Wild and Rugged – 2016 Big Horn 100
My Big Horn 100 story really starts about two weeks before the ride when I was contacted by someone who I did not know, who wanted to ride one of my horses, a horse that she had never met or ridden, on the Big Horn 100 trail, a trail that she had never seen, for her first 100-mile completion. What would you do?
Me, I checked her AERC record (lightweight rider, nearly 5000 miles, with a high completion rate). I thought about her request. And, after a day or so, I wrote back to say “yes.”
I hoped to take my two horses to the 2016 Big Horn 100. Both horses are Big Horn 100 veterans and both are tough. They run well together and they had both demonstrated their fitness and competence at the Strawberry Fields ride in Utah three weeks before the Big Horn. However, I did not have a rider for my horse Rocky. One afternoon at Strawberry, I discreetly mentioned that I might be interested in finding a lightweight, competent rider for the Big Horn 100 to one of my friends.
Now, Whiskey, the wild mustang, and Rocky, the Craigslist Arabian, were off to Wyoming together. My friend Cindy, who was my partner on the 2011 XP and who helped Whiskey and me finish the 2014 Big Horn 100, had made arrangements to fly to Boise from Vermont and help me with the 2016 Big Horn 100.
I made some repairs to my van after driving to Utah and back for Strawberry. My two horses were fit. I had a crew. I had a partner for the ride. We were ready and drove east to Wyoming.
The Big Horn 100 is my favorite ride. I am one of the lucky ones who has ridden both the traditional trail and many of the trail variations that are used today. I miss the traditional trail and I know that efforts are underway to address the regulatory issues and reinstate the traditional trail to Adelaide Lake from Shell Creek. My personal opinion is that the traditional trail was about two or three hours faster than today’s trail. The trail used today, and specifically the trail used in 2016, is as difficult as any 100-mile trail offered on the AERC calendar. A Big Horn 100 finish on the modern trail is possible with a fit horse, but there is almost no extra time to allow for unexpected difficulties on the trail.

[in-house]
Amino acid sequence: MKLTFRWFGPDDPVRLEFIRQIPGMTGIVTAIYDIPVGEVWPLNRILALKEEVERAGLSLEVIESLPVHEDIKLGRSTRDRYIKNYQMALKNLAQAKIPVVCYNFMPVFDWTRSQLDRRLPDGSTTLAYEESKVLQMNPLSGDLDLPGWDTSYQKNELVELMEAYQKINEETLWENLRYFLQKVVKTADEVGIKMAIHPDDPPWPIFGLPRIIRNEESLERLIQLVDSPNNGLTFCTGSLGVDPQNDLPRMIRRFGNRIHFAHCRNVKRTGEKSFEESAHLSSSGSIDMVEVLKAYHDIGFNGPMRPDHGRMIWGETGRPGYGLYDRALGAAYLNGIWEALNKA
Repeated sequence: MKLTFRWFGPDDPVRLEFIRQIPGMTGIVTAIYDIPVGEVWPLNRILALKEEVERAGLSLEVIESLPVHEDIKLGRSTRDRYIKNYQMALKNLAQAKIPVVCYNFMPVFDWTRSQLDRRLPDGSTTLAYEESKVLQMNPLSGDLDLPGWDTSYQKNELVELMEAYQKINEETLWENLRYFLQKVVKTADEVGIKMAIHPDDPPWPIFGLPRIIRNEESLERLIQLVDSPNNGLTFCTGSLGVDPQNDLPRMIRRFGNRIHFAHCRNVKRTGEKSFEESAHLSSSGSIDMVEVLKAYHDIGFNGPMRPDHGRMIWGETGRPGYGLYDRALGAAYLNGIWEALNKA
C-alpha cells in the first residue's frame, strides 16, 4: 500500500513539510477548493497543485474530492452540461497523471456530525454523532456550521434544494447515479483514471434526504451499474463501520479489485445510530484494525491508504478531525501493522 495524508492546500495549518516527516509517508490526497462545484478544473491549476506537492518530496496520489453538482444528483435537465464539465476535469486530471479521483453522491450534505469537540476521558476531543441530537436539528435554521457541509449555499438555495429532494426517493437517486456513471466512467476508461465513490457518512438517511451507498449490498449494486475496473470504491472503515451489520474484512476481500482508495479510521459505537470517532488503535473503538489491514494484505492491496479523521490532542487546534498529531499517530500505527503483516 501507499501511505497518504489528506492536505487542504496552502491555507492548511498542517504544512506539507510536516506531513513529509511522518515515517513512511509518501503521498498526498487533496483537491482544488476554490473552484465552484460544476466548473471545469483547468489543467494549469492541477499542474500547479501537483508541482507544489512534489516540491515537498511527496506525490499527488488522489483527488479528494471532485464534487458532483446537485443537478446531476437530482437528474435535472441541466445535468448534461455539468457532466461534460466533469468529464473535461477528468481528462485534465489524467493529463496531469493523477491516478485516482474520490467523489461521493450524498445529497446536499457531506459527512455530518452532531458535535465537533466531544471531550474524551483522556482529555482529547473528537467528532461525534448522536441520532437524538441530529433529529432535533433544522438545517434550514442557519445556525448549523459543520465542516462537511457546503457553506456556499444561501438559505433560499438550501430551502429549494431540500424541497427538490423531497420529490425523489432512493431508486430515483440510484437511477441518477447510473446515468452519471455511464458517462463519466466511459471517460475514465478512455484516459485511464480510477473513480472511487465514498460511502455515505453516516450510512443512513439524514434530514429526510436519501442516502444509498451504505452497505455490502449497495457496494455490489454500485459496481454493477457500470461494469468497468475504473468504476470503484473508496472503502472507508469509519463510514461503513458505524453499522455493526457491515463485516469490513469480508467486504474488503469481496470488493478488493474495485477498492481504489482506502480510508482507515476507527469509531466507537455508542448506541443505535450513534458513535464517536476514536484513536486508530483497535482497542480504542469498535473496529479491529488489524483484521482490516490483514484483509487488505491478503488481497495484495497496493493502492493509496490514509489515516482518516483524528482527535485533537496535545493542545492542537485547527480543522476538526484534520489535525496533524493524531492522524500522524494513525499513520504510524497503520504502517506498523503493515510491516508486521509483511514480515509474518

I arrived at ride camp on Thursday afternoon and enjoyed a very pleasant time with the camp hosts Mel and Sharon sharing conversation on the back patio of their house. Mel and Sharon are most gracious and open their lives to the Big Horn 100 riders and horses each summer.
Other riders began to arrive and we began to renew our friendships. I met riders, some who I saw at Strawberry just a few weeks ago, and some who I had not seen in a year or more. It was a special group that had gathered with their horses on a July weekend for a somewhat obscure event in northern Wyoming.
My riding partner arrived on Friday. We fit tack on Rocky, talked about the ride, went on a very short trail ride, and I was confident that I had made the right decision. Lancette was the right person to ride Rocky in the Big Horn 100.
Lancette traveled from Arizona to Wyoming with four friends – three planned to ride the Big Horn 100 and one would crew. During the afternoon we all talked about the trail, discussed our plans, and prepared for the 4:00 am start.
Early in the morning we were off and heading north across the badlands of Wyoming under the dark desert sky. Whiskey and Rocky were running well in the cool morning air. We were riding with Lancette’s friends and another friend Vicki. We were a well matched group as we headed up the Dugway trail and into the canyons.
The Dugway and the canyons may be my favorite part of the Big Horn trail. The trail is rugged and wild and the climbs are difficult. Some other riders saw a bear on the trail but we were content with the mountain scenery. Several times on the trail I was overwhelmed with the beauty, the horses, and the companionship, and I remarked, “In this moment of time, life is perfect.”